Joe Biden
U.S. President Joe Biden speaks during a brief appearance at the White House in Washington, U.S., January 25, 2021. REUTERS/Kevin Lamarque

Incoming U.S. president Joe Biden is tasked with resetting his country’s geopolitical relations as outgoing president Donald Trump leaves behind a wake of chaos. While Trump’s imposition of tariffs and sanctions contributed to many viewing him as an aggressor, Biden is expected to remain firm in his handling of geopolitical relations, but operate more diplomatically than his predecessor, lawyers say.

Rod Hunter, a partner at Baker McKenzie and former Special Assistant to the President for National Security Affairs says that under the Biden administration, businesses in both Asia and the U.S. can expect “more predictable policymaking.”

It appears the impact is already being felt. In mid-January, the details of Biden’s economic relief American Rescue Plan saw Asian shares rise after a late Wall Street dip, Reuters reported.

There is speculation that under Biden’s leadership, the U.S. may rene-gotiate an Asia-Pacific focused trade deal, deepening ties, while foreign policy expert Kurt Campbell is expected to step into the newly created role of Asia tsar, further illustrating the significance Biden places on better managing Asia relations during his administration.

But Baker McKenzie’s Hunter, who expects Biden’s leadership to attempt to return to U.S. foreign policy and trade policies of prior administrations and reject the “policy by tweet” approach, does expect the trade and security concerns identified by the Trump administration to “constrain the opportunity for cooperation with China.”

While there will be room for China and the U.S. to collaborate on matters such as climate change “It is unlikely that there will be a quick change of direction on trade policy regarding China,” says Hunter.

Dean Collins, a Partner at Dechert Singapore, says that while Biden may look for opportunities to reduce tensions, abrupt changes are unlikely.

“Biden has emphasised a desire to take a multilateral approach to trade and global affairs. However, we anticipate continued trade and foreign investment regulation efforts limiting cross-border China-related M&A activities,” he says.

Kerry Contini, international trade partner in Baker McKenzie’s Washington, DC office, says sanctions under Biden’s administration are still likely, although these may be handed out “less aggressively and with less heated rhetoric.”

Contini expects these to be more deliberate, targeting companies deter-mined by the U.S. government to be involved in forced labour or other human rights abuses in the Muslim-majority Xinjiang region, Hong Kong, or else-where in China.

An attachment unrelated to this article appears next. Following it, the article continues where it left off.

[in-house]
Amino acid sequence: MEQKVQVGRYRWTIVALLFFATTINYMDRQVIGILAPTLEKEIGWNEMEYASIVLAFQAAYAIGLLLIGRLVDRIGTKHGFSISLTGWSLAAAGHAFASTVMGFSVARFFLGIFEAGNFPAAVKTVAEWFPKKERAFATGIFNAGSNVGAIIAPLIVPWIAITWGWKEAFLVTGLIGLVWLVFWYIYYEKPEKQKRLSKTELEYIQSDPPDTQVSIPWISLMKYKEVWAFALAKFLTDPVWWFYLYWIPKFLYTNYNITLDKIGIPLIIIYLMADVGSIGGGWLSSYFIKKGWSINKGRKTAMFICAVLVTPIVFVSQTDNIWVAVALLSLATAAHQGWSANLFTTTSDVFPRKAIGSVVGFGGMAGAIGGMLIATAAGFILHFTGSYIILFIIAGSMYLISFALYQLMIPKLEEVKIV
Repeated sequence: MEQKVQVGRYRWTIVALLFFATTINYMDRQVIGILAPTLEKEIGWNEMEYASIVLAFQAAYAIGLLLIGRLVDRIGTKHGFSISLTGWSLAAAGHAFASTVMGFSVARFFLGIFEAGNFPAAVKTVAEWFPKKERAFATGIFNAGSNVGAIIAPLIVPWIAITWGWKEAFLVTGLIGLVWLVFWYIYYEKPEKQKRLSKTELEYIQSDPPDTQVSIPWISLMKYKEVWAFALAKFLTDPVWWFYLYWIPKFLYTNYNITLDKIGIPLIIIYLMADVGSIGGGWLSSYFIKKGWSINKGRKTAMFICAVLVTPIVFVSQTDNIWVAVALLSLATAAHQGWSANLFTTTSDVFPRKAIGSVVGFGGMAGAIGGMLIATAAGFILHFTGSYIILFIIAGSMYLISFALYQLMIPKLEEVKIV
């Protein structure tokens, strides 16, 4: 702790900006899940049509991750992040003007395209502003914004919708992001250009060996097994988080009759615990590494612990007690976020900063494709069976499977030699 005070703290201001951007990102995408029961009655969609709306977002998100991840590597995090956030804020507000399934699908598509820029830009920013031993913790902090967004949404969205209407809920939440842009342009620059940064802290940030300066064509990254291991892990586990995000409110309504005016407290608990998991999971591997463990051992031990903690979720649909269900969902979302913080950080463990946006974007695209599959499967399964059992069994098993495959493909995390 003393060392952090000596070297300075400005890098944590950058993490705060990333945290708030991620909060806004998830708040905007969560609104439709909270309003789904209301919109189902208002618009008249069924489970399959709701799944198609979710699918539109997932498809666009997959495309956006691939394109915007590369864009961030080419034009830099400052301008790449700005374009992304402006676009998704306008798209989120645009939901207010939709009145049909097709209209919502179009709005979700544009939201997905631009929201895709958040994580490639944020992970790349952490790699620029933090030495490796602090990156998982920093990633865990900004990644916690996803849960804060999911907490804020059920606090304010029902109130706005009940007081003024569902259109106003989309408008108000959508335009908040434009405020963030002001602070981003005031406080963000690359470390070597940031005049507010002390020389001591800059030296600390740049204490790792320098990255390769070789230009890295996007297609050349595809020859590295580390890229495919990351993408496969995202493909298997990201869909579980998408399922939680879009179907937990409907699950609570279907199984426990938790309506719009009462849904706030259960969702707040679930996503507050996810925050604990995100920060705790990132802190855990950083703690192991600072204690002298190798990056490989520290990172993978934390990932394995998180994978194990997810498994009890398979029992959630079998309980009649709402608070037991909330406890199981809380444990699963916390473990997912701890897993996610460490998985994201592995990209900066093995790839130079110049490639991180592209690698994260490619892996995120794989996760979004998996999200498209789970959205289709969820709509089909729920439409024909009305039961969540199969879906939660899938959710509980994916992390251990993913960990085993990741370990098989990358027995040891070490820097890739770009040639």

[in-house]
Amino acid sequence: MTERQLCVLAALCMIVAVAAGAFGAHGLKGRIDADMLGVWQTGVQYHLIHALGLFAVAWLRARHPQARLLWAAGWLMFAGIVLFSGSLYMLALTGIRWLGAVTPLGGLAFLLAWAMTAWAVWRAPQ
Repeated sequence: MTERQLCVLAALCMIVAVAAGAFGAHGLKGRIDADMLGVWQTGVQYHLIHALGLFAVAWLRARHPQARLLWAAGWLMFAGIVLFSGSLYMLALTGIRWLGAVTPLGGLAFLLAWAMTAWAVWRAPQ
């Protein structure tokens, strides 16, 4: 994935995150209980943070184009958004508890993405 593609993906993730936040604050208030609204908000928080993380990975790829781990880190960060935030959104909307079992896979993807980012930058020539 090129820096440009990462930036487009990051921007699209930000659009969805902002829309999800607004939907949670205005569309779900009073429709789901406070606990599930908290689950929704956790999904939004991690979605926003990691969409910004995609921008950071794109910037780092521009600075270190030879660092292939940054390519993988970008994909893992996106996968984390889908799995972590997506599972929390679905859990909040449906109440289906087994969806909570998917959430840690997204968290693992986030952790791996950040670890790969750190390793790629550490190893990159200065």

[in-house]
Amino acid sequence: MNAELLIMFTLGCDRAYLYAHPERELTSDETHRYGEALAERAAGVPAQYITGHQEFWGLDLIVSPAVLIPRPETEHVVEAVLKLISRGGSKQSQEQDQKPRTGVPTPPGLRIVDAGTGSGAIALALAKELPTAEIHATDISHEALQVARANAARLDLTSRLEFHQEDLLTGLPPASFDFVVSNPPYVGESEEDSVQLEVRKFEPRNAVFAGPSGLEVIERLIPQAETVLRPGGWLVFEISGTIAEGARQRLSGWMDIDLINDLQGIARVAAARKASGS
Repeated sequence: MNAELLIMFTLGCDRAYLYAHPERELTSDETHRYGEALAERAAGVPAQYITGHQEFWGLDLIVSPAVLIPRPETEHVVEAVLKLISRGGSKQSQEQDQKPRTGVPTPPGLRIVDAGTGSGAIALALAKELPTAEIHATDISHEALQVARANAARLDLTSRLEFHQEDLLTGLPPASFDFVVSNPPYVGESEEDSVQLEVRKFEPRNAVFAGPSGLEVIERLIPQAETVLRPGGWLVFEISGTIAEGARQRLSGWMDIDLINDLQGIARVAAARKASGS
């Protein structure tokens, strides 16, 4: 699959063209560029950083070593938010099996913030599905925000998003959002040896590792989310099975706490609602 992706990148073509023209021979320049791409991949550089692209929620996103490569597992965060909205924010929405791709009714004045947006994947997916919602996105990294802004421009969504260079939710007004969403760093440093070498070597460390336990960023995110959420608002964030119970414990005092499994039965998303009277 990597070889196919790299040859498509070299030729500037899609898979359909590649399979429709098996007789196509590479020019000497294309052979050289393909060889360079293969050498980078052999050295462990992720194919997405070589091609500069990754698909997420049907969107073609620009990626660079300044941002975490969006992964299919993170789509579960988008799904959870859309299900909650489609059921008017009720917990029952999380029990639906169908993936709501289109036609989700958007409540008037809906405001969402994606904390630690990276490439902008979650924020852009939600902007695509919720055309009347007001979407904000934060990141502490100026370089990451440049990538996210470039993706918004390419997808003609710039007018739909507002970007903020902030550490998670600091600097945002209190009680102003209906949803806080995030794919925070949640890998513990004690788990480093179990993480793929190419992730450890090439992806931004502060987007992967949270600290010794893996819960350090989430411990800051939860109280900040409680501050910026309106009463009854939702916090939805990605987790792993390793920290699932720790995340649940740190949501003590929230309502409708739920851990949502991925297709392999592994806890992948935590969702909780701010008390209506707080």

“We will also likely see further additions of Chinese entities to the Entity List based on civil-military fusion concerns shared by the Trump and Biden Administrations,” Contini says.

But it is a possibility, says Contini, that some of the Trump Administration’s actions that target China that the Biden Administration consider too aggressive may be relaxed — “particularly those imposed by Executive Order.”

There are questions about “whether or how strongly” Biden’s government will impose November 2019 sanctions that prohibit investments in Chinese companies determined to be connected to the Chinese military, Contini adds.

Born out of the circumstances brought about the pandemic, another key focus for the Biden administration that concerns Asia will be its focus on supply chains to ensure domestic supplies of personal protective equipment and other critical products.

“I expect the Biden Administration to continue the trend of focusing on supply chains, including intervening when deemed necessary to avoid shortages of critical supplies,” says Contini, citing last July when the Biden campaign published a plan to rebuild U.S. supply chains in order to avoid the country facing future shortages of equipment including medical supplies, semiconductors, key electronics and telecommunications infrastructure.

“The basic premise of the plan is that the United States and its allies should not be dependent on supplies of critical equipment from countries like China and Russia,” says Contini, adding that Biden has outlined the possibility of a “carrot and stick” approach to redirect critical supply chains away from China and Russia through import restrictions and incentivise bringing production to the U.S.

“If Biden follows through on the statements made during the campaign, Chinese companies in U.S. companies’ supply chains for critical equipment may find new barriers to bringing their products to the U.S. market,” Contini adds.


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